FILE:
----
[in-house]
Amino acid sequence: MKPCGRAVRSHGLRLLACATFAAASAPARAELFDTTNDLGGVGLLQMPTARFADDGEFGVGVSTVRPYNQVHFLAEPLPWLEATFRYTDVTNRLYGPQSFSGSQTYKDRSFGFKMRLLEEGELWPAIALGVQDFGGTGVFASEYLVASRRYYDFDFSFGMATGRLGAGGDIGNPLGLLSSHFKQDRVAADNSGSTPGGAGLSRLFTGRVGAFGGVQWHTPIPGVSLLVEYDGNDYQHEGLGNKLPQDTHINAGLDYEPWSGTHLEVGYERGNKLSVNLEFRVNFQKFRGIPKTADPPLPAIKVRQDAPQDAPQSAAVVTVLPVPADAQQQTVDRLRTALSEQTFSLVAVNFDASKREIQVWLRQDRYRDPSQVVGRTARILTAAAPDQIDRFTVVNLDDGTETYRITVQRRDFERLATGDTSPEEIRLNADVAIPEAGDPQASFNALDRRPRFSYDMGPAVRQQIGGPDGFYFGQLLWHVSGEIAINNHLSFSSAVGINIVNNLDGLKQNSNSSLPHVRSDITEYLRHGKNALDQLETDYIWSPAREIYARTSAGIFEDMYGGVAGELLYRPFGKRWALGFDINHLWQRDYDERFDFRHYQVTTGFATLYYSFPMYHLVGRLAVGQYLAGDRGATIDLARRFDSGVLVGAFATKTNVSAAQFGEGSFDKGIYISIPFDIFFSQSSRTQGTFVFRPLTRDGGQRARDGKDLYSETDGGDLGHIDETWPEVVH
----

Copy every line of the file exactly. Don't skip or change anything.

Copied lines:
[in-house]
Amino acid sequence: MKPCGRAVRSHGLRLLACATFAAASAPARAELFDTTNDLGGVGLLQMPTARFADDGEFGVGVSTVRPYNQVHFLAEPLPWLEATFRYTDVTNRLYGPQSFSGSQTYKDRSFGFKMRLLEEGELWPAIALGVQDFGGTGVFASEYLVASRRYYDFDFSFGMATGRLGAGGDIGNPLGLLSSHFKQDRVAADNSGSTPGGAGLSRLFTGRVGAFGGVQWHTPIPGVSLLVEYDGNDYQHEGLGNKLPQDTHINAGLDYEPWSGTHLEVGYERGNKLSVNLEFRVNFQKFRGIPKTADPPLPAIKVRQDAPQDAPQSAAVVTVLPVPADAQQQTVDRLRTALSEQTFSLVAVNFDASKREIQVWLRQDRYRDPSQVVGRTARILTAAAPDQIDRFTVVNLDDGTETYRITVQRRDFERLATGDTSPEEIRLNADVAIPEAGDPQASFNALDRRPRFSYDMGPAVRQQIGGPDGFYFGQLLWHVSGEIAINNHLSFSSAVGINIVNNLDGLKQNSNSSLPHVRSDITEYLRHGKNALDQLETDYIWSPAREIYARTSAGIFEDMYGGVAGELLYRPFGKRWALGFDINHLWQRDYDERFDFRHYQVTTGFATLYYSFPMYHLVGRLAVGQYLAGDRGATIDLARRFDSGVLVGAFATKTNVSAAQFGEGSFDKGIYISIPFDIFFSQSSRTQGTFVFRPLTRDGGQRARDGKDLYSETDGGDLGHIDETWPEVVH